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Tumori. 1990 Aug 31;76(4):321-30.

The role of diet history and biologic assays in the study of "diet and breast cancer".

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1
INSERM Centre Paul Lamarque, Montpellier, France.

Abstract

Nutritional factors related to breast cancer were investigated by means of a hospital-based case-control study in Milan (Italy) and Montpellier (France). Liposoluble vitamins, cholesterol and triglycerides were measured in blood samples taken from interviewed subjects (319 cases and 344 controls). In addition serum zinc and copper was assessed in the Italian samples and serum fatty acids and malonyl-di-aldehyde in the French samples. A significant difference was found between cases and controls in total fat and cholesterol intake in both populations, and in saturated fatty acid and mono-unsaturated fatty acid consumption in the French samples. No difference emerged in liposoluble vitamin consumption in both populations nor in zinc and copper consumption in the Italian samples. A statistically significant higher serum level of cholesterol and plasma level of vitamin E was observed in cases compared to controls in both populations. The difference in plasma vitamin E was confirmed after adjustment on total cholesterol and triglycerides. Similarly, zinc serum level was higher in Italian cases than in Italian controls, while malonyl-di-aldehyde was lower in French cases than French controls. A multivariate analysis was performed after classification of cases and controls according to quantile distribution of controls. Nutrient consumption and relevant blood markers were directly or partially correlated in both populations. All known risk factors plus age, serum total cholesterol and triglycerides were used as covariates. The odds ratio values for the highest quantiles are: Dietary cholesterol, OR = 1.9 (1.1-3.4); total dietary lipids, OR = 1.9 (1.0-3.4); plasma vitamin E, OR = 4.2 (1.9-9.0); serum zinc, OR = 12.2 (5.4-27.7); serum malonyl-di-aldehyde, OR = 0.56 (0.33-0.97).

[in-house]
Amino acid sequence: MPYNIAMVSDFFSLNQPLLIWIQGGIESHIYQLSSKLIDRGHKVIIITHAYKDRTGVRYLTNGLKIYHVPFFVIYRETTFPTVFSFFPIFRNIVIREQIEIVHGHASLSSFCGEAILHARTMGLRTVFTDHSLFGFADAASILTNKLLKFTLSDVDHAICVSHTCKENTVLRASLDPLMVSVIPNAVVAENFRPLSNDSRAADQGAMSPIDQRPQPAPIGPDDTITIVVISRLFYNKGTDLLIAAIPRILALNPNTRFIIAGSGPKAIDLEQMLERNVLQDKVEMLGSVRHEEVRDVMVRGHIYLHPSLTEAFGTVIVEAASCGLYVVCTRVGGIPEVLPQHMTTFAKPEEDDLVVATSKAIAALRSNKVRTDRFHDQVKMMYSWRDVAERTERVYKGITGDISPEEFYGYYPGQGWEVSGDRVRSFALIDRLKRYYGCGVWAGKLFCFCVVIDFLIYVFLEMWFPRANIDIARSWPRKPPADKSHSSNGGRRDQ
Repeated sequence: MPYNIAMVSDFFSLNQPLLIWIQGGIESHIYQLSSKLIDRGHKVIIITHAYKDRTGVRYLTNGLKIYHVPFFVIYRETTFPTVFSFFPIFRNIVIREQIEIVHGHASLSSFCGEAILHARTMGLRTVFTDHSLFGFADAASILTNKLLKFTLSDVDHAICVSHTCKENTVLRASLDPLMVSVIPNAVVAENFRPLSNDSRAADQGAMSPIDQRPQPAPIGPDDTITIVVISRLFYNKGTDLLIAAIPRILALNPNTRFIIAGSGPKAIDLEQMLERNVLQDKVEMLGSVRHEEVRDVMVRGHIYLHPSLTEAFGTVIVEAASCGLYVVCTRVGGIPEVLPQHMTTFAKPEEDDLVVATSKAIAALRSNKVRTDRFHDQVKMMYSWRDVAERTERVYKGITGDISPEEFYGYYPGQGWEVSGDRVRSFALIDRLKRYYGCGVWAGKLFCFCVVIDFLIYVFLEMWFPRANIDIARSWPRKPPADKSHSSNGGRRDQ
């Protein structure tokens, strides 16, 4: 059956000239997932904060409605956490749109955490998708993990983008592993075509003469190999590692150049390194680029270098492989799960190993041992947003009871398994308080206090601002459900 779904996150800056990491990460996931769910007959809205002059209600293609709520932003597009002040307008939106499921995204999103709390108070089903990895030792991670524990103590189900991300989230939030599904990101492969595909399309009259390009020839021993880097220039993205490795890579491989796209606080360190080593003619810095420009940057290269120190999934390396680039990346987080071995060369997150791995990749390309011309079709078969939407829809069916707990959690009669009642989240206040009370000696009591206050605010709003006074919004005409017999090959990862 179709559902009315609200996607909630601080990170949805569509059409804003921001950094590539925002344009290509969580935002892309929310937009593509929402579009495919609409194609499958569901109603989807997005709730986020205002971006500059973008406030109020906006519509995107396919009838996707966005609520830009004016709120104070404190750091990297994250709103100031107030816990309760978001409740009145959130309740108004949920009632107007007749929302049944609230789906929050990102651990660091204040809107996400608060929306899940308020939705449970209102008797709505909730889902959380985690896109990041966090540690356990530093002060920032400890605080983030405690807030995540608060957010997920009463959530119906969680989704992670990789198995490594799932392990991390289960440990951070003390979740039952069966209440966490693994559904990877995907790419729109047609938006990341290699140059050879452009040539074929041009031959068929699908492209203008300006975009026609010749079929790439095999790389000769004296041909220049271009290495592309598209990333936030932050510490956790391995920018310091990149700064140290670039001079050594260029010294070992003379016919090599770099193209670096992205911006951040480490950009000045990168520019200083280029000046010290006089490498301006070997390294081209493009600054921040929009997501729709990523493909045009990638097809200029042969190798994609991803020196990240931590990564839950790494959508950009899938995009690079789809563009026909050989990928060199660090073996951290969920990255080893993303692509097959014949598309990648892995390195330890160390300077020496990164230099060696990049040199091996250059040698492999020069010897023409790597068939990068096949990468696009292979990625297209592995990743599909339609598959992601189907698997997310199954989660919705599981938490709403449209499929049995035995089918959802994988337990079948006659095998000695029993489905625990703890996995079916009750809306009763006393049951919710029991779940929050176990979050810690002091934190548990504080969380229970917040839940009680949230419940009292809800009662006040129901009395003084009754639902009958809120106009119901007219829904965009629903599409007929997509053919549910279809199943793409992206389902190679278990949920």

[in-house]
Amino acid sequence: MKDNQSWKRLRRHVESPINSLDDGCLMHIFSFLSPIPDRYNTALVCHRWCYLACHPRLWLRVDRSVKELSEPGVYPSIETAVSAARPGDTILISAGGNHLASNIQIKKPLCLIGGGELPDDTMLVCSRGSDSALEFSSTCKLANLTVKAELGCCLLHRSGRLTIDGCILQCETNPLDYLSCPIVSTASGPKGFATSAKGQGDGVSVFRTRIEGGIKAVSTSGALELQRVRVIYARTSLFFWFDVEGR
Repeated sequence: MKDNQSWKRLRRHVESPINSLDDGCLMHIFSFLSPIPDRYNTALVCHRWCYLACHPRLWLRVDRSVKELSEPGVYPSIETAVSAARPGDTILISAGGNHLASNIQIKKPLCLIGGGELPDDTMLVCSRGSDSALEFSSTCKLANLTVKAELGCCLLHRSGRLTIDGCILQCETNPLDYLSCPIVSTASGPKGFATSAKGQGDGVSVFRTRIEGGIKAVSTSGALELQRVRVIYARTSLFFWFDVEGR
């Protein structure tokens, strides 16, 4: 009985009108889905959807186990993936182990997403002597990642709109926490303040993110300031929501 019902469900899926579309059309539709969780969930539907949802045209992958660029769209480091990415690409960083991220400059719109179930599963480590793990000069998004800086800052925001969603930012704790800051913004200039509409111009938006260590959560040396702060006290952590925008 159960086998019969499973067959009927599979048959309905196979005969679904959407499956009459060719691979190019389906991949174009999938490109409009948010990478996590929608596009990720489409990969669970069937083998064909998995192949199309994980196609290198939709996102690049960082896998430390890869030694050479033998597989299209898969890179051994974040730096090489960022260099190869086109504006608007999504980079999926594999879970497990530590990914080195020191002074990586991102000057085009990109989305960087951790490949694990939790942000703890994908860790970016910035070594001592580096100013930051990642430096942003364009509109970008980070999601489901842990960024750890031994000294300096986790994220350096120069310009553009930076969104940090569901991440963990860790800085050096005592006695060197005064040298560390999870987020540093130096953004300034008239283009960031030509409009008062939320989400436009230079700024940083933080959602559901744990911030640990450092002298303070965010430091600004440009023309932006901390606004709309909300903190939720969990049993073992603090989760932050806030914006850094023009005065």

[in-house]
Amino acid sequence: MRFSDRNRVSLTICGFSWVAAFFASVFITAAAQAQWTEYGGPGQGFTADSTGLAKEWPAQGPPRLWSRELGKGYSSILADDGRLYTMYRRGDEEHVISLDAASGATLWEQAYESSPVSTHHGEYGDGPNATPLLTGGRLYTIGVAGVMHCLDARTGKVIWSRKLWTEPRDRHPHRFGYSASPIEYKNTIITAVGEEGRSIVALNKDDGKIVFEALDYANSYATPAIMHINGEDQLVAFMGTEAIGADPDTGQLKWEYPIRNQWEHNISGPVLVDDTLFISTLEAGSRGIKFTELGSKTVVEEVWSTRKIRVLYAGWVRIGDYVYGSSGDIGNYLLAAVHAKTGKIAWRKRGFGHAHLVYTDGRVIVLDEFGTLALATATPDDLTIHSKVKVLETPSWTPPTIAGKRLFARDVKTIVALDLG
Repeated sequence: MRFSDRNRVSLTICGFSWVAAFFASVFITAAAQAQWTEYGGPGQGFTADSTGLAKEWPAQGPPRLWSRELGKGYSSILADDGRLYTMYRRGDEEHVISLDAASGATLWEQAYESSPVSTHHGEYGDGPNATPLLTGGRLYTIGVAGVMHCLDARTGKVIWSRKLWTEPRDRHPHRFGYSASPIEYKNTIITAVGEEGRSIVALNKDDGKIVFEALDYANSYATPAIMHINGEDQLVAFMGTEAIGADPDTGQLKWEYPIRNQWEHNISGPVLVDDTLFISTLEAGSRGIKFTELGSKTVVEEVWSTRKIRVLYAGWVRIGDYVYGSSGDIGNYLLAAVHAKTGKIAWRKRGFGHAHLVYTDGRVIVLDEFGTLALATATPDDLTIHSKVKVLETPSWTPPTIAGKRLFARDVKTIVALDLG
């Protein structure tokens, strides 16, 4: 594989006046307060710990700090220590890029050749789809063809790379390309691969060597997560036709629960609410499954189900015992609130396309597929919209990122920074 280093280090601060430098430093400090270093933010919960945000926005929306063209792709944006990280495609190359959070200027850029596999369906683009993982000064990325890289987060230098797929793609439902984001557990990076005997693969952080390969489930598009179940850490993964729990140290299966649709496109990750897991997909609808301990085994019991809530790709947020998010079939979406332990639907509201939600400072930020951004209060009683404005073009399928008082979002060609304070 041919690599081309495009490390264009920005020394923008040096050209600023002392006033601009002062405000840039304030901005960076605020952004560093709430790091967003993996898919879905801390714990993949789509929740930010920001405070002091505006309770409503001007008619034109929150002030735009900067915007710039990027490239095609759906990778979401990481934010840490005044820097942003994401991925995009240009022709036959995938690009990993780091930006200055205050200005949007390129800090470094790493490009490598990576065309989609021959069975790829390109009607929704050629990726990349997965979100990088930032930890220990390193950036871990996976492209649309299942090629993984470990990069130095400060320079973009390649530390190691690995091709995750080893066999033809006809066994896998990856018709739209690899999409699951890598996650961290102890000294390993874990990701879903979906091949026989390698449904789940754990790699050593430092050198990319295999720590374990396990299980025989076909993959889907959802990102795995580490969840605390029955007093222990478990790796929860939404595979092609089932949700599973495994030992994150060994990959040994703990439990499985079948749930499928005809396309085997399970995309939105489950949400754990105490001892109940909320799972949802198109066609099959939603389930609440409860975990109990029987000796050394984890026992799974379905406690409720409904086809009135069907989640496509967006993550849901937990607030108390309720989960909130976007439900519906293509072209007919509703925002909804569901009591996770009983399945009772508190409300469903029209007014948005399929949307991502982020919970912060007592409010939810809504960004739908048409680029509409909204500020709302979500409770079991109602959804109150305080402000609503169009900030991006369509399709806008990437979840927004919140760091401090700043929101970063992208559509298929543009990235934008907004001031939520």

PMID:
2399562
[Indexed for MEDLINE]

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